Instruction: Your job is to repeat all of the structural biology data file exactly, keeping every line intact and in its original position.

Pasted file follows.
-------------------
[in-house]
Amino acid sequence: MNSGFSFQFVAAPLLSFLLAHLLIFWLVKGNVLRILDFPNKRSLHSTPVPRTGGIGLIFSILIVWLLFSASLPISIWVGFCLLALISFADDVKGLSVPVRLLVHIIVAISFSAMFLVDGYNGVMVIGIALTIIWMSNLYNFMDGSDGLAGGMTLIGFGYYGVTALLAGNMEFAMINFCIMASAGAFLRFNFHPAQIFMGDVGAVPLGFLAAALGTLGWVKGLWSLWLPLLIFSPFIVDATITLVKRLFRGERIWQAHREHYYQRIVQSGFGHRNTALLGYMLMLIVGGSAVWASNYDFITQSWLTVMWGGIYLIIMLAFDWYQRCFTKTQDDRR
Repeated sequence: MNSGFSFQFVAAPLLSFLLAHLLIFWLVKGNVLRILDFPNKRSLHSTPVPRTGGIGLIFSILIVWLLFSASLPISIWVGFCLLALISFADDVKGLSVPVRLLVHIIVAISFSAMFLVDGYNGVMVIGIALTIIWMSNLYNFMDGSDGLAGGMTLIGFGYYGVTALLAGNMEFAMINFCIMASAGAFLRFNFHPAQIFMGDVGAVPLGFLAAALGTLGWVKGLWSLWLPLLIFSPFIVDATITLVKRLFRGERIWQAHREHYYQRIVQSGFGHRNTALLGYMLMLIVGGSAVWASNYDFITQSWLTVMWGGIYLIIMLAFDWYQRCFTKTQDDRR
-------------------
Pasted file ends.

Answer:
[in-house]
Amino acid sequence: MNSGFSFQFVAAPLLSFLLAHLLIFWLVKGNVLRILDFPNKRSLHSTPVPRTGGIGLIFSILIVWLLFSASLPISIWVGFCLLALISFADDVKGLSVPVRLLVHIIVAISFSAMFLVDGYNGVMVIGIALTIIWMSNLYNFMDGSDGLAGGMTLIGFGYYGVTALLAGNMEFAMINFCIMASAGAFLRFNFHPAQIFMGDVGAVPLGFLAAALGTLGWVKGLWSLWLPLLIFSPFIVDATITLVKRLFRGERIWQAHREHYYQRIVQSGFGHRNTALLGYMLMLIVGGSAVWASNYDFITQSWLTVMWGGIYLIIMLAFDWYQRCFTKTQDDRR
Repeated sequence: MNSGFSFQFVAAPLLSFLLAHLLIFWLVKGNVLRILDFPNKRSLHSTPVPRTGGIGLIFSILIVWLLFSASLPISIWVGFCLLALISFADDVKGLSVPVRLLVHIIVAISFSAMFLVDGYNGVMVIGIALTIIWMSNLYNFMDGSDGLAGGMTLIGFGYYGVTALLAGNMEFAMINFCIMASAGAFLRFNFHPAQIFMGDVGAVPLGFLAAALGTLGWVKGLWSLWLPLLIFSPFIVDATITLVKRLFRGERIWQAHREHYYQRIVQSGFGHRNTALLGYMLMLIVGGSAVWASNYDFITQSWLTVMWGGIYLIIMLAFDWYQRCFTKTQDDRR